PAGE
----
One thing in Kennedy’s favour is the amount of research that was done; a history lesson in itself if written as such.
I have studied the reviews. Whilst first time Kennedy readers thought it was good, his regular followers did not. I wish I’d read them before chancing my arm, though I would probably have ignored them on the grounds that I’d always liked the author so wouldn’t be disappointed in his work.
So, Mr Kennedy, I’m afraid it’s goodbye from me. It’s unlikely that I will wait for the next one.
09 July 2011
08 July 2011
Pigeons are another of my pet irritations. It’s not so much them pinching all the bird seed I object to, but the mess they make in the garden and walkway. I used to hang the feeders near the house but the stinking mess on the patio and paths got too much. It took a water hose and much scrubbing of brickwork and slabs to remove the muck. I swear pigeons are the dirtiest birds on the planet.
There’s nothing they can’t get into. Pigeons and squirrels are adept at solving all problems when it comes to food. The most amazing is the way they contort their bodies to retrieve bird food from the small bucket that hangs inside an ornamental wishing well and from my lovely stone house where access is limited to four smallish holes.
Pigeons wedge themselves on the surrounding narrow water trough then stick their heads through the holes. They looked so funny I used to laugh but it’s no longer very amusing. As a result of all this we now can no longer put food in them. Okay, so let's see if they can master this one!
07 July 2011
06 July 2011
The white elephant stall was chock-a-block with lampshades and books, a strange combination of offerings from members of the Brookhampton Branch of Gardener's Forum.
Behind her a voice said, 'Afternoon,
'Not this weekend.' He grinned at
Moving to the front of the stall,
'Crikey, look at this.'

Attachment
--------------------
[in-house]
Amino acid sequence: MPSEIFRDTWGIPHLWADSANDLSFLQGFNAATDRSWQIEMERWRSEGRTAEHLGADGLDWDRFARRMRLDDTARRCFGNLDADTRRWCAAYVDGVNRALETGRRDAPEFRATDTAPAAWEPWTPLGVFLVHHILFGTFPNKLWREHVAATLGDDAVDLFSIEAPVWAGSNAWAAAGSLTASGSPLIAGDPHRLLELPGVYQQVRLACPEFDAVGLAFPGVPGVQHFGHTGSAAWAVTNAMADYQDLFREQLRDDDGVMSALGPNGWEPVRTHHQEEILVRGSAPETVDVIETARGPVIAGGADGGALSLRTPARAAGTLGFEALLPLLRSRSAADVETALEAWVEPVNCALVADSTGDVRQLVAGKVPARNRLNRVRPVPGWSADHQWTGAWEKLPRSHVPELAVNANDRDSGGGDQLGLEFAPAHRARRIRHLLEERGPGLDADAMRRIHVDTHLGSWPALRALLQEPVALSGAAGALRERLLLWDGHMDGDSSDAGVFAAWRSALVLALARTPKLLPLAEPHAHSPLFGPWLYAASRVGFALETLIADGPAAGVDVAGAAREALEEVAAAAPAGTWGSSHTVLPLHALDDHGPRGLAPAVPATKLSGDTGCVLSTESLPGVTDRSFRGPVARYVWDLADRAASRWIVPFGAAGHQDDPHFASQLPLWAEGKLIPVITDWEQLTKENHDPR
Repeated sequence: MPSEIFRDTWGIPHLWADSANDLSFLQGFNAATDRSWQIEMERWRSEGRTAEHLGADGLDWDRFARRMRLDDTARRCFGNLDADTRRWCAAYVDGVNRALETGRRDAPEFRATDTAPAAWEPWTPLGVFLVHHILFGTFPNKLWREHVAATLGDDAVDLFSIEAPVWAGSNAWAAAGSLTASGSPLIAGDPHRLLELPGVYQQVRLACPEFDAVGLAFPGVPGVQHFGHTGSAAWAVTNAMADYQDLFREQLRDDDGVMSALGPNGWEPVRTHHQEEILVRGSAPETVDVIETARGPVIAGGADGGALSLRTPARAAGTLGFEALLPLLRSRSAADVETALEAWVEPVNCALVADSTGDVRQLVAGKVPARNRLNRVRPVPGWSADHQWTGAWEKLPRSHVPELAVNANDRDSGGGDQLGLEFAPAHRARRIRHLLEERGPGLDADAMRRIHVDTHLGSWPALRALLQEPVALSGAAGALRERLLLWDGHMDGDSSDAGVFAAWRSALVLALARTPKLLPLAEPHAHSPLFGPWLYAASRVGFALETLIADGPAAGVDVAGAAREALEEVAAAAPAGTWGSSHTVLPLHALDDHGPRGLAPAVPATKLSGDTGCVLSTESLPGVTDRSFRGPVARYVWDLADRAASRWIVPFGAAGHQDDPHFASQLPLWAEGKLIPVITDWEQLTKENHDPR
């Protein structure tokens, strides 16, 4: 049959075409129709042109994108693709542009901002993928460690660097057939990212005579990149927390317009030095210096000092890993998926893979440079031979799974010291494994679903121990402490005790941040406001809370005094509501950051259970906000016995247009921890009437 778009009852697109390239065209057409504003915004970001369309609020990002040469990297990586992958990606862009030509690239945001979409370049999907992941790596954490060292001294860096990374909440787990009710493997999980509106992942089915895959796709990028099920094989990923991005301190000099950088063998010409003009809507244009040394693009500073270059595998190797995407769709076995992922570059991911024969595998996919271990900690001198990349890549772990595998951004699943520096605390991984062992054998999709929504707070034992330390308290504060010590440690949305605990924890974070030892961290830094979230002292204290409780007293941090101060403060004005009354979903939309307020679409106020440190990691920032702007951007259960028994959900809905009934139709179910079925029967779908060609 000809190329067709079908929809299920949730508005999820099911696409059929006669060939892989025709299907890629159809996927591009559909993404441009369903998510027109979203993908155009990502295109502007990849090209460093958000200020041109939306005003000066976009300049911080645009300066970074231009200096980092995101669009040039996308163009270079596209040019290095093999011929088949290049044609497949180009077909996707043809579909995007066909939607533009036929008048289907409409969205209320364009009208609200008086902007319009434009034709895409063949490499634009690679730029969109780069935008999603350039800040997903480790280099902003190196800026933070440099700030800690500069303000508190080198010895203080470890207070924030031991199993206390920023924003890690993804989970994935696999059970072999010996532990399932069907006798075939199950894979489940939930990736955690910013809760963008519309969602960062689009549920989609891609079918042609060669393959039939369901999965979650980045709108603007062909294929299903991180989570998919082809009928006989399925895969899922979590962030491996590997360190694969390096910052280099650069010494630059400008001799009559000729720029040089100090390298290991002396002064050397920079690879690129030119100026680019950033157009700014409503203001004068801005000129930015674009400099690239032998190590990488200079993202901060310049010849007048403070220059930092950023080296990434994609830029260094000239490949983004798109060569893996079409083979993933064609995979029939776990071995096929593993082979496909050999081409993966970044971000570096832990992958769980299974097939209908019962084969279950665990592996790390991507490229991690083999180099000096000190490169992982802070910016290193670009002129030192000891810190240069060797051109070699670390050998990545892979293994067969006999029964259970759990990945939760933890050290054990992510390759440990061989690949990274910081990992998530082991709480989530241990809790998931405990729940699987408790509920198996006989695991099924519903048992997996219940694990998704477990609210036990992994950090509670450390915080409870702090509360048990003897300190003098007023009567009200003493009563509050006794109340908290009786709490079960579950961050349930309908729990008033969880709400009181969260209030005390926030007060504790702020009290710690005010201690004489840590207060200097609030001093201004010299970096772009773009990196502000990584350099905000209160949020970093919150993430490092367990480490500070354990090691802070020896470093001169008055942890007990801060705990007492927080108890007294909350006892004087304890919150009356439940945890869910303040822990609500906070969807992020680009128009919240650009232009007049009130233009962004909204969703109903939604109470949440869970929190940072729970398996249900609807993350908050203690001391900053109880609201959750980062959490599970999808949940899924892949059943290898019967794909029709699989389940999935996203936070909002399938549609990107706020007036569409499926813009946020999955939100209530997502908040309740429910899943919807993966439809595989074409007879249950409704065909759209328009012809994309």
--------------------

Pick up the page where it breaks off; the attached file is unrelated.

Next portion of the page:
Sandra's ash-blonde hair swung like a curtain as she spun round to face Martin, who had his sturdy arm outstretched as if wanting to select a book but afraid to do so.
Forsaking her own search,
He pointed a stubby finger at a distinctive leather-bound volume, blue in colour with black lettering and a silk marker. 'Black Country Stories,' he said. 'Like Gran used to have, though if I remember rightly hers was thinner. This could be an omnibus edition.'
'Anecdotes about life in the industrial area known as the
'Don't be daft. He probably can't afford to buy it, that's all. Pity, though, I'd have liked it. It'll be worth a bob or two in a few years.' Suddenly,
'Who?' asked Sandra.
The following morning
While washing up at the sink,
Absorbing some of her urgency,
Emily took her in the kitchen and invited her to take a glass of squash but Sandra didn’t hear, she was already in full flight with an account of events rushing from her mouth like cascading utterances, each one rolling so close to the next it was impossible to decipher the arrangement. Eventually, after listening for a few minutes in complete bewilderment,
'Ooh, Miss J. Was I babbling?'
'Well, it was like this ....'
Apparently, by the time
The book had been stolen from
'You O.K. Miss Jenkins?'
'Course I am. Your news knocked me a bit off kilter, that's all.'
'He should be rewarded,'
'Oh, he was,'
Two thousand pounds! No wonder
Bustling into the dining room, she opened the sideboard drawer and withdrew the box of beautiful knives, the only item on the white-elephant which had taken her eye. Opening the lid, she selected one and took it to the window for a better view of it. The handle was so smooth it felt velvety and fitted her hand as though it had been specially crafted for her. She studied the tiny monogram. It wasn't easy to see, but she guessed it was the
Humming a cheerful ditty, she chose her best cardigan from those neatly arranged on the closet shelf. 'One day soon,' she muttered as she checked her appearance in the mirror, smoothing her hair and removing a speck of dirt from her chin, 'when
She felt exceptionally happy as she grabbed her bag and keys and stepped out of the front door. Numerous coveted items orbited her brain: bone china to display, silk sheets to lie on, Turkish carpet for the lounge. Pulling the door to with a bang, clutching the knife box to her bosom and singing, 'New coat, new shoes,' to the tune of